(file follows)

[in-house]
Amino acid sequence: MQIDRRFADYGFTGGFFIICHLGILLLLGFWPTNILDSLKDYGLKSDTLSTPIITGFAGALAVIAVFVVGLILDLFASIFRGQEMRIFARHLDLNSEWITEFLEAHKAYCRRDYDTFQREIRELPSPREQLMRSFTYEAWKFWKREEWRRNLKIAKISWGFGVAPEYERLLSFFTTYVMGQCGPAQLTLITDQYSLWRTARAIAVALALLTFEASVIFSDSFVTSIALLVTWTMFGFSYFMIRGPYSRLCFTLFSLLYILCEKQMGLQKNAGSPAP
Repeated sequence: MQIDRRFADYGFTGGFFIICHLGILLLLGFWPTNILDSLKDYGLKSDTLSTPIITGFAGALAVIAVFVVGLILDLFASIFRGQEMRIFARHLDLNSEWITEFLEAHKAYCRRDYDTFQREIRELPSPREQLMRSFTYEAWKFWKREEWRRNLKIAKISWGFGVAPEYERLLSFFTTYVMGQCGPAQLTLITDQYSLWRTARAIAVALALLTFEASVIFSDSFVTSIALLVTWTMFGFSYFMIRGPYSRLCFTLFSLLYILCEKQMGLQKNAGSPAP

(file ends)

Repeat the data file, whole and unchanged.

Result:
[in-house]
Amino acid sequence: MQIDRRFADYGFTGGFFIICHLGILLLLGFWPTNILDSLKDYGLKSDTLSTPIITGFAGALAVIAVFVVGLILDLFASIFRGQEMRIFARHLDLNSEWITEFLEAHKAYCRRDYDTFQREIRELPSPREQLMRSFTYEAWKFWKREEWRRNLKIAKISWGFGVAPEYERLLSFFTTYVMGQCGPAQLTLITDQYSLWRTARAIAVALALLTFEASVIFSDSFVTSIALLVTWTMFGFSYFMIRGPYSRLCFTLFSLLYILCEKQMGLQKNAGSPAP
Repeated sequence: MQIDRRFADYGFTGGFFIICHLGILLLLGFWPTNILDSLKDYGLKSDTLSTPIITGFAGALAVIAVFVVGLILDLFASIFRGQEMRIFARHLDLNSEWITEFLEAHKAYCRRDYDTFQREIRELPSPREQLMRSFTYEAWKFWKREEWRRNLKIAKISWGFGVAPEYERLLSFFTTYVMGQCGPAQLTLITDQYSLWRTARAIAVALALLTFEASVIFSDSFVTSIALLVTWTMFGFSYFMIRGPYSRLCFTLFSLLYILCEKQMGLQKNAGSPAP